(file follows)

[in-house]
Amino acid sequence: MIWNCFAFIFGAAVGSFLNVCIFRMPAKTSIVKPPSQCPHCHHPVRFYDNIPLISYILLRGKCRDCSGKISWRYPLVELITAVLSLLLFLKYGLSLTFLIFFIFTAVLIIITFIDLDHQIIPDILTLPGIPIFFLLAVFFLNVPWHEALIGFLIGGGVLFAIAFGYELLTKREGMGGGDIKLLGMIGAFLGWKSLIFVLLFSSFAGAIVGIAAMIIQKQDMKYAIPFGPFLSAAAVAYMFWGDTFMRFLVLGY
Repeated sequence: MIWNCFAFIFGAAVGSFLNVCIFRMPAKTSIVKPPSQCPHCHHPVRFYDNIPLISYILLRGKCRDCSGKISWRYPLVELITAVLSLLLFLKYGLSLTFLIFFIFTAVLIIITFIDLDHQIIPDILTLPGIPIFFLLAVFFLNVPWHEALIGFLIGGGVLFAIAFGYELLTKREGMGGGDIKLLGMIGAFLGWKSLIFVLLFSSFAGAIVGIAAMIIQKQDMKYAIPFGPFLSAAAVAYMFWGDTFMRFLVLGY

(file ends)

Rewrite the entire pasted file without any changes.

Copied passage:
[in-house]
Amino acid sequence: MIWNCFAFIFGAAVGSFLNVCIFRMPAKTSIVKPPSQCPHCHHPVRFYDNIPLISYILLRGKCRDCSGKISWRYPLVELITAVLSLLLFLKYGLSLTFLIFFIFTAVLIIITFIDLDHQIIPDILTLPGIPIFFLLAVFFLNVPWHEALIGFLIGGGVLFAIAFGYELLTKREGMGGGDIKLLGMIGAFLGWKSLIFVLLFSSFAGAIVGIAAMIIQKQDMKYAIPFGPFLSAAAVAYMFWGDTFMRFLVLGY
Repeated sequence: MIWNCFAFIFGAAVGSFLNVCIFRMPAKTSIVKPPSQCPHCHHPVRFYDNIPLISYILLRGKCRDCSGKISWRYPLVELITAVLSLLLFLKYGLSLTFLIFFIFTAVLIIITFIDLDHQIIPDILTLPGIPIFFLLAVFFLNVPWHEALIGFLIGGGVLFAIAFGYELLTKREGMGGGDIKLLGMIGAFLGWKSLIFVLLFSSFAGAIVGIAAMIIQKQDMKYAIPFGPFLSAAAVAYMFWGDTFMRFLVLGY